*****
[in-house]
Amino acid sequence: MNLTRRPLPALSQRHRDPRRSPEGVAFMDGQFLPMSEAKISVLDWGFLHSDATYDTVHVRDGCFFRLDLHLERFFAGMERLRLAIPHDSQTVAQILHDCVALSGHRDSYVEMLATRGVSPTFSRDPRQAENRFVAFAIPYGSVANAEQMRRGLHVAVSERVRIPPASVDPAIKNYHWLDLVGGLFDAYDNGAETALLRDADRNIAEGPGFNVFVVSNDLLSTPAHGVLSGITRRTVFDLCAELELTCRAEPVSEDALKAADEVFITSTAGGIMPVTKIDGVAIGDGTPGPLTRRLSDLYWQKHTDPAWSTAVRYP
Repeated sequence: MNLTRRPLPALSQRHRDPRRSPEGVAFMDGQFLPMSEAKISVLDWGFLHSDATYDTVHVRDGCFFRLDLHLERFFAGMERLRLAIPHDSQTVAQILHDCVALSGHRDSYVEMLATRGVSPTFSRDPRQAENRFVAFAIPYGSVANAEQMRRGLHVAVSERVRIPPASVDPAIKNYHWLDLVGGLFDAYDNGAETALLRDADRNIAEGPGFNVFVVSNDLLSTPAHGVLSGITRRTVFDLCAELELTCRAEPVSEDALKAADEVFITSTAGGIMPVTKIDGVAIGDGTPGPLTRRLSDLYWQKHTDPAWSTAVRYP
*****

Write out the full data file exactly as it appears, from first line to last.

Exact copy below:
[in-house]
Amino acid sequence: MNLTRRPLPALSQRHRDPRRSPEGVAFMDGQFLPMSEAKISVLDWGFLHSDATYDTVHVRDGCFFRLDLHLERFFAGMERLRLAIPHDSQTVAQILHDCVALSGHRDSYVEMLATRGVSPTFSRDPRQAENRFVAFAIPYGSVANAEQMRRGLHVAVSERVRIPPASVDPAIKNYHWLDLVGGLFDAYDNGAETALLRDADRNIAEGPGFNVFVVSNDLLSTPAHGVLSGITRRTVFDLCAELELTCRAEPVSEDALKAADEVFITSTAGGIMPVTKIDGVAIGDGTPGPLTRRLSDLYWQKHTDPAWSTAVRYP
Repeated sequence: MNLTRRPLPALSQRHRDPRRSPEGVAFMDGQFLPMSEAKISVLDWGFLHSDATYDTVHVRDGCFFRLDLHLERFFAGMERLRLAIPHDSQTVAQILHDCVALSGHRDSYVEMLATRGVSPTFSRDPRQAENRFVAFAIPYGSVANAEQMRRGLHVAVSERVRIPPASVDPAIKNYHWLDLVGGLFDAYDNGAETALLRDADRNIAEGPGFNVFVVSNDLLSTPAHGVLSGITRRTVFDLCAELELTCRAEPVSEDALKAADEVFITSTAGGIMPVTKIDGVAIGDGTPGPLTRRLSDLYWQKHTDPAWSTAVRYP